August 30, 2021

Collaboration is Key to Developing Agtech Workforce

More than 150 tech experts, educators, government leaders and agricultural stakeholders gathered during the AgtechX Ed Summit at Reedley College last Wednesday to discuss how to transition the ag workforce to master rapidly developing on-farm technology. The half-day event resulted in new and innovative ideas for upskilling the agricultural workforce to meet critical labor needs, with “collaboration” ranking as the top solution.

“If you want to go fast, go alone. If you want to go far, go in it together,” said Karen Ross, the California Department of Food and Agriculture (CDFA) Secretary, during her keynote session.

Ross was among the cadre of speakers who presented novel ideas and programs for cultivating a future workforce with the skills and knowledge to navigate emerging agtech. The event kicked off with an industry issues panel, where agtech entrepreneurs, global tech experts and farmers provided guidance on the hard and soft skills needed to thrive in the current workforce. Educators then took the stage for the second panel where they delved into education and workforce development strategies. To round out the panel sessions, the CEOs from HMC Farms, Sun World International, Bountiful and Central Valley Community Foundation spoke about the importance of systemic collaboration across commodity types for building a sufficient workforce.

“I don’t want to live in a world without a California peach. And if we don’t collectively come together to solve our issues, we are going to head in that direction,” said Harold McClarty, CEO of HMC Farms.

Western Growers (WG) President and CEO Dave Puglia, who provided the introductory remarks for Secretary Ross, demonstrated the power of collaboration by sharing the tangible results of Careers in Ag – a program where WG teams with local universities and colleges to introduce students to the variety of careers available in agriculture. The program, he said, is part of a larger WG Agtech Workforce Readiness Campaign, which is comprised of five initiatives aimed at building the future workforce.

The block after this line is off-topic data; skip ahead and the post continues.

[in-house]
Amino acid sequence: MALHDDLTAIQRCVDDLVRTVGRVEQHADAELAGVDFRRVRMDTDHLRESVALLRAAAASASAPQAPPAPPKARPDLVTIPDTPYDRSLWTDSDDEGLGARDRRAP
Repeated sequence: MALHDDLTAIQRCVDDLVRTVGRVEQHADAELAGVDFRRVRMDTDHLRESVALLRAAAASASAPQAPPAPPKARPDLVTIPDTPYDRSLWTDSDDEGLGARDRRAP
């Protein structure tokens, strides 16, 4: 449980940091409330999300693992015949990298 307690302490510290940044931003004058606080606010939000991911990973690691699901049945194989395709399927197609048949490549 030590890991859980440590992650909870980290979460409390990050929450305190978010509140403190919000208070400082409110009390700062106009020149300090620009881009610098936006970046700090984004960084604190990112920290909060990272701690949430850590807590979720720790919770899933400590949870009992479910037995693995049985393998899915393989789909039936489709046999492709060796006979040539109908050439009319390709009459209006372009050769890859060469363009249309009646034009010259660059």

The event culminated with fireside chat between Secretary Ross and WG Center for Innovation & Technology Director Dennis Donohue, where Ross stressed the need for cultivating homegrown talent through partnerships.

“If we can improve [labor-intensive] jobs, we can extend the longevity of those working in ag,” said Secretary Ross. “This is going to happen through partnerships.”

Additional key takeaways from the event include the following:

  • The top skill future employees need to be successful in every industry, including ag, is understanding software applications. Taking software development classes are crucial because the world is moving toward software applications.
  • The second language youth need to learn is coding.
  • There are two top issues for ag employers: getting young people into agriculture and getting them to stay there.
  • Upscaling the workforce and transitioning it to be more tech-savvy takes money.
  • The top issue for educators is replicating the environment that students will actually face in the field to give them the skills needed to be successful when they graduate.  

Click here for images from the AgtechX Ed Summit at Reedley College. This event is part of the AgtechX Ed Initiative, a statewide workforce readiness campaign developed by Western Growers and CDFA Secretary Ross to cultivate agricultural workforce equipped with skills needed to navigate new on-farm technology. It was the first of four, and the remaining events will be held in Imperial Valley, Monterey County and the greater Sacramento area in 2022.